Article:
Martin von Loewis
loewis at informatik.hu-berlin.de
Tue Mar 20 21:29:31 CET 2001
msoulier at nortelnetworks.com (Michael P. Soulier) writes:
> >no, it's not. read the documentation again.
> That answer was so warm and informative I'd think this was
You have to take two things into account:
a) you were critizing the author of the regex code (in its sre
b) this is regular expressions, which seem be unfriendly by nature
(which perhaps had an influence on comp.lang.perl.misc as well :-)
c) Fredrik spent quite some time getting all the "start of line"
and "start of string" cases right. It was difficult to write,
so it should be difficult to understand :-)
Well, that's three things :-)
> The difference is apparently multiline mode. My point was that
> it doesn't seem to offer enough of a difference to justify going
> against standard regexp syntax and ignore the ^ character. It is
> misleading, IMHO, and Python seems to be all about being easy to
> learn. Thus being misleading is not beneficial.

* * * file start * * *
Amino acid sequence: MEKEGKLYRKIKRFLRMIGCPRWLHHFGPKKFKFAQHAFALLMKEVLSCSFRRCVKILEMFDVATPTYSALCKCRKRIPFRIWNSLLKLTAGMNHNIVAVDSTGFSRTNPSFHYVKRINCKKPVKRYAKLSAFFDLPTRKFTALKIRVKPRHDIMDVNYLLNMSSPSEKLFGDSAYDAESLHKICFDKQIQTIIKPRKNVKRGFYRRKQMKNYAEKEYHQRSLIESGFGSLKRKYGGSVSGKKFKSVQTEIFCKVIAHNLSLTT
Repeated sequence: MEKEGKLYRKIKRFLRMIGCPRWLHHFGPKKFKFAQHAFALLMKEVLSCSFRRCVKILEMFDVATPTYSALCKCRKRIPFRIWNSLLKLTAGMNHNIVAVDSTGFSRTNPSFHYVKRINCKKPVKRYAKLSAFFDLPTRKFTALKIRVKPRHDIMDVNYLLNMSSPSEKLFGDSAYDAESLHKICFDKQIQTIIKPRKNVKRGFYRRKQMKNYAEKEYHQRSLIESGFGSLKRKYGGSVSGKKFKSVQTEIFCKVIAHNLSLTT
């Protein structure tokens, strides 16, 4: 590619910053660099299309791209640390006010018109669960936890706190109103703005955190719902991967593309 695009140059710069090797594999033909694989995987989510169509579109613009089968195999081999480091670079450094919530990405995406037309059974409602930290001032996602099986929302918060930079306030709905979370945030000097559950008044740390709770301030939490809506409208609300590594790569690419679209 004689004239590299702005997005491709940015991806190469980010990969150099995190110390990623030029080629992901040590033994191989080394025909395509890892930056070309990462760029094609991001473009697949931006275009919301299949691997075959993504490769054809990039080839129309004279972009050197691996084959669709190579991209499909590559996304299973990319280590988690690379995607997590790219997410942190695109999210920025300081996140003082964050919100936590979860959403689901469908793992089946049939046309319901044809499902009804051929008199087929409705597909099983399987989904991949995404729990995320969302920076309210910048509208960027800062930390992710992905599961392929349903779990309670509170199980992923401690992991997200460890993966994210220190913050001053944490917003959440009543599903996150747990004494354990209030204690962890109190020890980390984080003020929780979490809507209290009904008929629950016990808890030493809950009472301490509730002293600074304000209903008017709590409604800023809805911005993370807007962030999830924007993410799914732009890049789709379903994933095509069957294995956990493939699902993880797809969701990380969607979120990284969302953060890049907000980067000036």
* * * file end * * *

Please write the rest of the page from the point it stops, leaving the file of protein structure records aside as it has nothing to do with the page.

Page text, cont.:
I find match extremely useful, and I never ever use search. The reason
is that I use regular expressions for tokenization of languages with a
formal syntax. There, I don't care whether the point where I look for
the next token happens to be the start of a line - but I absolutely
must make sure that any match I get is at the current position (or
else there is a syntax error).
Please have a look at the undocumented sre.Scanner class for an
example of using match in a loop.
> As always, one asks questions not to simply annoy, but to
> learn. There was a time when Usenet was a good place to do that.
Well, maybe you should phrase your question in a way that encourages
discussion. You've stated
# If it's only difference from search is to match at the beginning of
# the line, why does it exist? That's what the ^ in the regexp is for.
quite factually, implying that there can't be any possible other use
or difference. The manual would have told you that there is a
difference, so if you had read the manual, you could have shown in the
article that you know the difference, and ask the question that you
were really interested in "Why would anybody ever use match?" :-)
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